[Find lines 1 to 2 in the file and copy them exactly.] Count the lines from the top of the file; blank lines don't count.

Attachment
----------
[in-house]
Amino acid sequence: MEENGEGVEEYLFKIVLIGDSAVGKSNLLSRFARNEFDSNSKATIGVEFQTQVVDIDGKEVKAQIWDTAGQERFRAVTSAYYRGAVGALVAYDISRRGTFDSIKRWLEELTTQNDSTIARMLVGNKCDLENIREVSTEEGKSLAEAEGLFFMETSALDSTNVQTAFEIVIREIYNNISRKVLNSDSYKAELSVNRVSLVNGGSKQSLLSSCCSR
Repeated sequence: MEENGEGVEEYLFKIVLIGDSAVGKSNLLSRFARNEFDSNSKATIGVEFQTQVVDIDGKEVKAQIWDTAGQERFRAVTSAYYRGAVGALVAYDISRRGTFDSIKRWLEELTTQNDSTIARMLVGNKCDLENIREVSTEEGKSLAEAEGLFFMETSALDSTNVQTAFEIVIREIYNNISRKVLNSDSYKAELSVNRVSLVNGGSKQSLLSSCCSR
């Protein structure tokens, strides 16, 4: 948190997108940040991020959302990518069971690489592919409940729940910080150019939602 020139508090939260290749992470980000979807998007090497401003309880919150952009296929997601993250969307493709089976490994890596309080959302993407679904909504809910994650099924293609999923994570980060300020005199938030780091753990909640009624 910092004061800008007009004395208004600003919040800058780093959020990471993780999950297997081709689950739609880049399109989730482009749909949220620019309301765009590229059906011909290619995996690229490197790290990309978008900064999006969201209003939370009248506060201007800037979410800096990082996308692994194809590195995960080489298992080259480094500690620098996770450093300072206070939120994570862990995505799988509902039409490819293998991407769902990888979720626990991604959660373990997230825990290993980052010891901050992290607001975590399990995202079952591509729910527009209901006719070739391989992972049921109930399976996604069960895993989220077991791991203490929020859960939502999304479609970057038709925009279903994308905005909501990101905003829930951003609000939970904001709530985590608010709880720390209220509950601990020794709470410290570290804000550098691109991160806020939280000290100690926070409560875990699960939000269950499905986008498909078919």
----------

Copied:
[in-house]
Amino acid sequence: MEENGEGVEEYLFKIVLIGDSAVGKSNLLSRFARNEFDSNSKATIGVEFQTQVVDIDGKEVKAQIWDTAGQERFRAVTSAYYRGAVGALVAYDISRRGTFDSIKRWLEELTTQNDSTIARMLVGNKCDLENIREVSTEEGKSLAEAEGLFFMETSALDSTNVQTAFEIVIREIYNNISRKVLNSDSYKAELSVNRVSLVNGGSKQSLLSSCCSR